Muscles weakness: Muscle weakness is a clear sign of being dehydrated. Your muscles will be cramped, and you will be feeling weak and fatigued. You will feel slow and your reaction time will also decrease, these are all signs of being dehydrated.
Unclear Thinking: There have been multiple studies on why being dehydrated causes your brain to become fatigues and unclear, and the best explanation we have is that when you don’t have enough water, the blood volume is your body also drops, and this cause reduced oxygen supply to the brain.
Dark-Coloured Urine: Dark-Coloured Urine is the main symptom that people talk about the most. Most people get scared when they’re pee is a little bit yellow, but actually this is normal. The only time dark-coloured urine is a by-product of being dehydrated is if it is cola coloured, really dark.
Importance of Water
Water is vital for nearly all body functions, and is one of the most important parts of the human body.
It is responsible for maintain the health of all the cells in the body, keeping them alive and supplying the nutrients they need to run your body. Water also keep the bloodstream liquid high enough so blood vessels can travel the body.
Water is also very important for our appearance, the moisture in water helps our skin to keep clean and helps it maintain our appearance, and if you are dehydrated your skin will be like sandpaper and will lose its texture.
Water also helps us digest the food we take in, breaking it down. This helps reduce constipation. Water also clears the bladder clear of bacteria and reduces the risk of cystitis.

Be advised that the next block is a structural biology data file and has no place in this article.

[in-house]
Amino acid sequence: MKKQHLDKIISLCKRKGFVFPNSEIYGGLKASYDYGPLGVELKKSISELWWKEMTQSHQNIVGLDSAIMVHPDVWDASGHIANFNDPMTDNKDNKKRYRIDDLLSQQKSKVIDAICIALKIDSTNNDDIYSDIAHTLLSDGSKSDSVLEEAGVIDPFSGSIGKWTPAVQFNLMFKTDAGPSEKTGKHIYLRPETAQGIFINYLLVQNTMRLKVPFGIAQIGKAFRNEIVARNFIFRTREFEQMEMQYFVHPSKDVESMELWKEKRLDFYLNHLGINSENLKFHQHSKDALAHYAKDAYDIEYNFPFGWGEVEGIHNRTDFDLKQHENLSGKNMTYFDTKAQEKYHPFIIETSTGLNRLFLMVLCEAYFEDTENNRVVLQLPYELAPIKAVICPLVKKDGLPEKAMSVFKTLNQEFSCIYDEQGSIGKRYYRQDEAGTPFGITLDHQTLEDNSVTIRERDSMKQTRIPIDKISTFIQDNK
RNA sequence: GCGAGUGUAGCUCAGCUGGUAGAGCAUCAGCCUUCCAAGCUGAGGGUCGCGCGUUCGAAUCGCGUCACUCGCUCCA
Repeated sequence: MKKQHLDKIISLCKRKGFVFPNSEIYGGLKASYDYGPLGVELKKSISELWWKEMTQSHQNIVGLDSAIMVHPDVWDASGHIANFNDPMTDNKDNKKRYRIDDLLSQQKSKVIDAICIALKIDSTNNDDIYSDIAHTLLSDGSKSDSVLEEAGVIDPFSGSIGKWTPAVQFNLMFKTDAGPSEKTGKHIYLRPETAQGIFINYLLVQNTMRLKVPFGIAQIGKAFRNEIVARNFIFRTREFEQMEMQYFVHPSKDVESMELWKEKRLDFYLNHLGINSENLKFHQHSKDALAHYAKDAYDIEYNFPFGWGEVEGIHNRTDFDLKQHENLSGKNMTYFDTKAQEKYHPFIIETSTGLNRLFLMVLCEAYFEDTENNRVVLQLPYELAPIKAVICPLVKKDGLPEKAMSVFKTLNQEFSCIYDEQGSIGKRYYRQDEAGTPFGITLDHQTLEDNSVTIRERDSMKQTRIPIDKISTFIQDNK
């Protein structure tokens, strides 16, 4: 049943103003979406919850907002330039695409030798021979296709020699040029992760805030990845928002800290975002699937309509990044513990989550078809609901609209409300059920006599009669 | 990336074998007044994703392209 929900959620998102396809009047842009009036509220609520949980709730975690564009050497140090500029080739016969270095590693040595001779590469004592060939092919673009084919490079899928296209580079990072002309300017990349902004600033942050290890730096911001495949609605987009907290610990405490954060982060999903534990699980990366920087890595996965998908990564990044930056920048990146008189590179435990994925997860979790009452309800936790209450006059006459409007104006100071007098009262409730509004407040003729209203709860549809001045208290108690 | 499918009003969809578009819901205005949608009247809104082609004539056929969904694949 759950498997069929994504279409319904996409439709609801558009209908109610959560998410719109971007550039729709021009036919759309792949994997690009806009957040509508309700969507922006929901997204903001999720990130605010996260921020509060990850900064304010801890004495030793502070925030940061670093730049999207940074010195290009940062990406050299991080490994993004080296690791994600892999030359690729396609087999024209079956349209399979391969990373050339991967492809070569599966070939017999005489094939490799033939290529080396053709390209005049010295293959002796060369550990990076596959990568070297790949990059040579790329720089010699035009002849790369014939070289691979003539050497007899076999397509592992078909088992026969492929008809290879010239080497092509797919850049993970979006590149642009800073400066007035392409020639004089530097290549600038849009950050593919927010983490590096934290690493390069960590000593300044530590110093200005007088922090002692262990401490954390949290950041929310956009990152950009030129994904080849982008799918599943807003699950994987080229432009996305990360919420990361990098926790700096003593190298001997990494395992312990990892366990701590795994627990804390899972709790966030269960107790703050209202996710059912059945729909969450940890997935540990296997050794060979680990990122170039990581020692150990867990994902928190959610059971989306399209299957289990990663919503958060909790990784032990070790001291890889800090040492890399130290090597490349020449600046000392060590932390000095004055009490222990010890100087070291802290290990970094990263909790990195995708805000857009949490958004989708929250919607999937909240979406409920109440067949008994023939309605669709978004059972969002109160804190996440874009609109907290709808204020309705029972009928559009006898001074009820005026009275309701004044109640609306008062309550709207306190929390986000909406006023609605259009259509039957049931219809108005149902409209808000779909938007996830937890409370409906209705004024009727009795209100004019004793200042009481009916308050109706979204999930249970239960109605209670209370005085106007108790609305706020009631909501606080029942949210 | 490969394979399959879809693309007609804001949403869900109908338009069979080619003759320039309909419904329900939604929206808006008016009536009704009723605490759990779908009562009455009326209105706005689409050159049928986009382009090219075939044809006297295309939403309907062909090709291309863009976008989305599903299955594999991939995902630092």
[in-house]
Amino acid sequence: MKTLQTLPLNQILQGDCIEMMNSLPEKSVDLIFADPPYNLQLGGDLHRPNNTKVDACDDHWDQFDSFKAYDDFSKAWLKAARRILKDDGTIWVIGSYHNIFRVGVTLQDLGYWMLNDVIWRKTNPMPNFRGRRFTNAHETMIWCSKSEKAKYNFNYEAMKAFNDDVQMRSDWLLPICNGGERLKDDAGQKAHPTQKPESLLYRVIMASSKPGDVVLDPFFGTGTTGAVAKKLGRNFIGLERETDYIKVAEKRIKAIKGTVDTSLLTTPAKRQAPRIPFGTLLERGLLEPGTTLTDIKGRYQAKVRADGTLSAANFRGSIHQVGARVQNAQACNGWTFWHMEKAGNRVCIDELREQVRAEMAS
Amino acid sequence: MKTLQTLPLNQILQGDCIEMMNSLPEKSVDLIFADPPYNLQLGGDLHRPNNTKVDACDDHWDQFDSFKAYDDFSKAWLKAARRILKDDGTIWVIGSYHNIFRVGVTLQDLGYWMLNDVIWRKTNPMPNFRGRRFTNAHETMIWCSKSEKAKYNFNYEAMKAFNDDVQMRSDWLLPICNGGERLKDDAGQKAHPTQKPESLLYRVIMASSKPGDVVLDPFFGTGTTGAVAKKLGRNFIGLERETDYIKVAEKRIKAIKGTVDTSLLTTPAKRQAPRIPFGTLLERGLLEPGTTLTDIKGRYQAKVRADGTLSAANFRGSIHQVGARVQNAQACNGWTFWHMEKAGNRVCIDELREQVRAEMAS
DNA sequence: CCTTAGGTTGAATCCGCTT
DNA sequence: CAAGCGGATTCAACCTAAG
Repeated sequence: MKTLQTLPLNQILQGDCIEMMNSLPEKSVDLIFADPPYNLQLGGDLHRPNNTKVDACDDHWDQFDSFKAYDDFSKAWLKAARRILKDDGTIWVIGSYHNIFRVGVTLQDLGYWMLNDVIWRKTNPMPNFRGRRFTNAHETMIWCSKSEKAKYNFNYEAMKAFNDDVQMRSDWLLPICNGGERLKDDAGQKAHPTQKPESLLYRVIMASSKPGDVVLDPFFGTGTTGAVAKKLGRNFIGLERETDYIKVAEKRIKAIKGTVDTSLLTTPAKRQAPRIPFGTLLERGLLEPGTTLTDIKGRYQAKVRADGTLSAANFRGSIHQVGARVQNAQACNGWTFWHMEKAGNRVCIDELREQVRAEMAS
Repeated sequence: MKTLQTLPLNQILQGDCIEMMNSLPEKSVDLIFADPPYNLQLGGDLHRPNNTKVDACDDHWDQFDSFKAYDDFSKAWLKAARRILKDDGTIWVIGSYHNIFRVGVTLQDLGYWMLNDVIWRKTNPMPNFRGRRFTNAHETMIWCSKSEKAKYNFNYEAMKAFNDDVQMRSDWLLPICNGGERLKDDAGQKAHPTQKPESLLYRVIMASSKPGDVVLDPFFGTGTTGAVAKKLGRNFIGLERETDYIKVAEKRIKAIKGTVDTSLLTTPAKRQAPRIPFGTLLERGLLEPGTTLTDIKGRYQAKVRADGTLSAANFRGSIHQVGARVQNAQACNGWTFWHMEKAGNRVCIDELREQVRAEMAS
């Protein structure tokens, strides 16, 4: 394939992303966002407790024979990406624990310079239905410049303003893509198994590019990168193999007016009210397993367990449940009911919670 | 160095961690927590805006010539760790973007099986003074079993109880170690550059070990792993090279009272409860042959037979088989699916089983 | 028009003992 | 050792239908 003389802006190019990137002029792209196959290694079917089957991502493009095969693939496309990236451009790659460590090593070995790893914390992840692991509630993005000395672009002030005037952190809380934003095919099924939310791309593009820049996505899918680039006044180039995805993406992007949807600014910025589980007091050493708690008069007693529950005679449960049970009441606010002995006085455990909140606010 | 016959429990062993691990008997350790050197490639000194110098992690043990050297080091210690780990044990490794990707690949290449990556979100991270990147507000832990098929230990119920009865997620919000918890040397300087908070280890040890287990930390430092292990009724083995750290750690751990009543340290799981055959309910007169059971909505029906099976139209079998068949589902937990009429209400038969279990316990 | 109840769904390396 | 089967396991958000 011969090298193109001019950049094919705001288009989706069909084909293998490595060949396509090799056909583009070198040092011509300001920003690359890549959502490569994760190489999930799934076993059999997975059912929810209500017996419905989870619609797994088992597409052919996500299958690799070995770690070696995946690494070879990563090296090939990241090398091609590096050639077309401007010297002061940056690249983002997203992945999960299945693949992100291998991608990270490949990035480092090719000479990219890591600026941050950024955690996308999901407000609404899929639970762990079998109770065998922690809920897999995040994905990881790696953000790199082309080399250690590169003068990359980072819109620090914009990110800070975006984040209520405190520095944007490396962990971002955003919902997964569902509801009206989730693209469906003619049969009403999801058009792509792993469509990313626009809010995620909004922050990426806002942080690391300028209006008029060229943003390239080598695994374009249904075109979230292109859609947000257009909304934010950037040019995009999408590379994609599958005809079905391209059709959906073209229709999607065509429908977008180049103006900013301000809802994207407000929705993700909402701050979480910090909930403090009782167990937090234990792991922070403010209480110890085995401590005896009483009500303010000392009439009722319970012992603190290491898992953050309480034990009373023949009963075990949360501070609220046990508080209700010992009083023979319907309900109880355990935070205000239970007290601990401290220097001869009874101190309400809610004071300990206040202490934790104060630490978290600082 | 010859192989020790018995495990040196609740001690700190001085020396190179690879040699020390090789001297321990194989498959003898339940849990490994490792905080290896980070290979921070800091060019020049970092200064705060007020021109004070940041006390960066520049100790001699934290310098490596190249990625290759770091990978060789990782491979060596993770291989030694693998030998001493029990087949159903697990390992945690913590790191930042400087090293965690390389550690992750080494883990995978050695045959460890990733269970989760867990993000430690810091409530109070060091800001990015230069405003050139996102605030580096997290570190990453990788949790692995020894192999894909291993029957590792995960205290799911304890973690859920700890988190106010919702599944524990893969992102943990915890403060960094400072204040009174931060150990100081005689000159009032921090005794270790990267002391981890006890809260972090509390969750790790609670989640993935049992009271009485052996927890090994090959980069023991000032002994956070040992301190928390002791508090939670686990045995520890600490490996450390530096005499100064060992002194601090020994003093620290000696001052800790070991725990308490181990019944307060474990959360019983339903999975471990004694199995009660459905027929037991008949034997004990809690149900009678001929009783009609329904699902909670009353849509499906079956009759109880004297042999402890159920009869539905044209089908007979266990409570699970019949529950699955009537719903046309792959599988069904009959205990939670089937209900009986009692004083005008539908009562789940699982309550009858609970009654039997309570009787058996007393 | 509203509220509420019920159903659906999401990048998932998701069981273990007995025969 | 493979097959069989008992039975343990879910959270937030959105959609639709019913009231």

Other sources of water
Sometimes, it can be a hassle to constantly be drinking water, and 8 cups is a lot of water and actually does take some dedication. Luckily, you don’t need to only rely on drinking water to get those 8 cups, there are other ways to get those 8 cups per day. Some foods, such as Spinach and Watermelon are nearly 100% water by weight, making them great sources of water.
Other beverages can also be used as replacements as water, if you undoubtedly get sick of water. Drinks such as soda and coffee can also be used as a contributor to your daily water intake.
Sports drinks are NOT are replacement for water. Sports Drinks should only be used for high-intensity exercises, energy drinks replace the electrolytes lost through sweat back into your body. Also energy drinks are NOT replacements. These drinks just contain high amounts of caffeine and other products to give you energy.
So, how much water do we need per day?
The main question, how much water do we need per day? It really does vary based on a large variety of factors. But here’s a rule to use.